Emergency bylaws have put in place to protect salmon and sea trout numbers in the River Severn, after stocks hit "critically low levels."

The Environment Agency ban on draft net and putcher fishing in the Severn estuary follows a 2018 stock assessment report released by Natural Resources Wales in May, which covers 23 principle salmon rivers and 33 principle sea trout rivers across Wales, which showed stock levels in the river were now categorised as 'probably at risk'.

This means there is a strong probability that stocks are low enough to fail meeting the Severn Conservation Limit and below what is required to maintain a minimum healthy population.

In conjunction with NRW’s figures, an Environment Agency release circulated early in June states recent data is showing "a significant reduction in salmon stock levels in the Severn Estuary," with the agency now considering the introduction of emergency byelaws that curtail current numbers of salmon retained for the table by net fishermen in the estuary and anglers along the river.

Mike Morris, CEO of river charity Severn Rivers Trust said the figures were "extremely worrying."

"Whilst some of the major factors impacting numbers of Severn salmon and sea trout such as climate change and commercial fishing at sea are beyond our immediate influence, we will continue to act to try and reverse this decline in the freshwater phase of their life cycle," he said.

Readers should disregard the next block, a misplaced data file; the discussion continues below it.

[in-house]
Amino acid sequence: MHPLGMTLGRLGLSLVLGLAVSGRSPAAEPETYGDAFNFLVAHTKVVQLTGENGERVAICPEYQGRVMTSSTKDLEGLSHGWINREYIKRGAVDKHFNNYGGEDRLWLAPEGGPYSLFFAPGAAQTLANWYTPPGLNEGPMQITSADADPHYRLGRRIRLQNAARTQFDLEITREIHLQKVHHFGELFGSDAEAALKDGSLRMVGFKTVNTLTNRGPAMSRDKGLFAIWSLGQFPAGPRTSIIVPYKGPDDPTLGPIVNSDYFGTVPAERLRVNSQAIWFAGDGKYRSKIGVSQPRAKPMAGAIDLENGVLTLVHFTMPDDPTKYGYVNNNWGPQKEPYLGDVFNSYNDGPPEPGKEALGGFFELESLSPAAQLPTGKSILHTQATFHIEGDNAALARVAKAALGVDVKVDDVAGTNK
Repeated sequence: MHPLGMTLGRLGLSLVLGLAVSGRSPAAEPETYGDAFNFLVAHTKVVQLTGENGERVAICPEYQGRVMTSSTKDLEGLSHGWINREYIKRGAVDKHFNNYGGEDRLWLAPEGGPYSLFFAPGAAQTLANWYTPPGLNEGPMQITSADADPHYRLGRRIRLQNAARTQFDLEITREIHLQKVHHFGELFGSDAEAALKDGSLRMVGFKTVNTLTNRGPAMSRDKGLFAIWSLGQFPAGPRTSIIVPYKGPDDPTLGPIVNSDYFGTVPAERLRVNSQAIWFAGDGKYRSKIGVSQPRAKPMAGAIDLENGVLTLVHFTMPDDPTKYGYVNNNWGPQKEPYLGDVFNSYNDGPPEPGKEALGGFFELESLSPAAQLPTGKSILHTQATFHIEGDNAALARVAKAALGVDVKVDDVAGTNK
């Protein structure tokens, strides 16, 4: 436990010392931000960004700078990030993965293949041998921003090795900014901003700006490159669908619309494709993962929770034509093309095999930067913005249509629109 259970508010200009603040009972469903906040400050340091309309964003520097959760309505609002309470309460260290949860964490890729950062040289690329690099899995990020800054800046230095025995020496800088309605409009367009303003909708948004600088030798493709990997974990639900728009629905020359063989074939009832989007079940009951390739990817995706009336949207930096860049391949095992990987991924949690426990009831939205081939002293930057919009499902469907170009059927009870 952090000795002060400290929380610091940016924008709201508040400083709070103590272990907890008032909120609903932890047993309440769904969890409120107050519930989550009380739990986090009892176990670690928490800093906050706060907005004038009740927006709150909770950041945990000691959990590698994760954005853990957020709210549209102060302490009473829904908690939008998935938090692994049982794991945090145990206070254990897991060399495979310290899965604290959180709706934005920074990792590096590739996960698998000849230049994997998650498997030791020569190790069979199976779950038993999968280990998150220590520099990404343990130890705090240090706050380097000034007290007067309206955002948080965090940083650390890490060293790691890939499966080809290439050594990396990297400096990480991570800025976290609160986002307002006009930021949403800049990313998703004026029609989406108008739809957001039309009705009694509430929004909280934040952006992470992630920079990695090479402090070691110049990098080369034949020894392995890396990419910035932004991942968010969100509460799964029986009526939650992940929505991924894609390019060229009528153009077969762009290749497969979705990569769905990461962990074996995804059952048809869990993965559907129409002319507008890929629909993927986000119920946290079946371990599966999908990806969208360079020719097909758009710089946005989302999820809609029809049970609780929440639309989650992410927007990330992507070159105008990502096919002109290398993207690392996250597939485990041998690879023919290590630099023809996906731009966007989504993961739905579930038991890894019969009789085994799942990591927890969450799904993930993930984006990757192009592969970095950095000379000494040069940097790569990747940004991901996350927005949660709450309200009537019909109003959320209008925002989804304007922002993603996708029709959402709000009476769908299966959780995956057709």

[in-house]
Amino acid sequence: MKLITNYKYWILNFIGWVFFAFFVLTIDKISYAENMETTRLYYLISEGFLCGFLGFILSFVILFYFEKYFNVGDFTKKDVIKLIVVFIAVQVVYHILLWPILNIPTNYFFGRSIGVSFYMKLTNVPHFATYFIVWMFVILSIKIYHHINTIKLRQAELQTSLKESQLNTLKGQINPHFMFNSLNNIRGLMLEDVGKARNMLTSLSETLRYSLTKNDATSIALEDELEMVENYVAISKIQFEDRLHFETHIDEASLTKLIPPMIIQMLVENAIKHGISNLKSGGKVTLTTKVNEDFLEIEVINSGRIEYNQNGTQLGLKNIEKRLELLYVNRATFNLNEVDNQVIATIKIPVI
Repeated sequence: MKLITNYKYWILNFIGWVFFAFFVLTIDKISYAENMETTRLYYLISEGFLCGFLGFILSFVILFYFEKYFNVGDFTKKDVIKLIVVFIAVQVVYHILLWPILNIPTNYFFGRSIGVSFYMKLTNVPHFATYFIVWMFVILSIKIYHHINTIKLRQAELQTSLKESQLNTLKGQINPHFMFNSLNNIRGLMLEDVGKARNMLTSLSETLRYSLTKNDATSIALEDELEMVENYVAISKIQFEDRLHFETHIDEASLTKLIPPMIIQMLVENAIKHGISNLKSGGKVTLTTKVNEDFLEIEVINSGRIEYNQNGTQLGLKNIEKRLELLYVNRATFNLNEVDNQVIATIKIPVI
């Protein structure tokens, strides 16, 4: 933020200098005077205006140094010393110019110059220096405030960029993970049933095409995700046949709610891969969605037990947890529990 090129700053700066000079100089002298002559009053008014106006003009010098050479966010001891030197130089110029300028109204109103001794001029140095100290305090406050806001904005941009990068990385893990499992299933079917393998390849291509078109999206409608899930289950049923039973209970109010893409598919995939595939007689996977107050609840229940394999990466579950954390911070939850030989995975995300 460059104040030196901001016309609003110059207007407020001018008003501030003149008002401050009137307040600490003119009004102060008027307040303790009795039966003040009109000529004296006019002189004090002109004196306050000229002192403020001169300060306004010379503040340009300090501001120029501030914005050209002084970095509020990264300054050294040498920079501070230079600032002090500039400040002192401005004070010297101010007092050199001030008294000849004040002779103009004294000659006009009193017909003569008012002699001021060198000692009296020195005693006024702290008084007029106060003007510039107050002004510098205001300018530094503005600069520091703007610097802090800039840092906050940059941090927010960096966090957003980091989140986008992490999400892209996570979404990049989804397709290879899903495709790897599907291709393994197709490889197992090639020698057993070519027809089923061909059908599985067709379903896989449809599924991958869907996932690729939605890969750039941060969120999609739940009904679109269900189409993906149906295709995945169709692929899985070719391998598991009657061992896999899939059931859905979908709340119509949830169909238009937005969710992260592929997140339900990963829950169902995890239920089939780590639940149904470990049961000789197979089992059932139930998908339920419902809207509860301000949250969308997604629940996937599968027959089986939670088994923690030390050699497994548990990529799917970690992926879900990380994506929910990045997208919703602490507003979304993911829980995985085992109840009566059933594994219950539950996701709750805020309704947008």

"Severn Rivers Trust will be doing all they can to help avoid the possibility of losing populations of these fish in the catchment if the current trend continues.”

Severn Rivers Trust say they are carrying out a wide range of project work in the Severn and Teme catchments to help water quality and fish numbers, including the creation of "fish passes" which allow Salmon to bypass barriers in the river in order to reach their spawning grounds further upstream.

Ed Noyes, Fisheries Officer added: “Overcoming specific problematic barriers to migration, managing fishing exploitation appropriately and future proofing against climate change by keeping river temperatures cool through bank side tree planting in sensitive areas are just a couple of examples of how we can really help reverse the decline of salmon in the river.

"Maximising the quality of spawning and juvenile rearing habitat through habitat restoration projects and land management advice is vital to making sure we see as many young salmon making it to sea as possible.”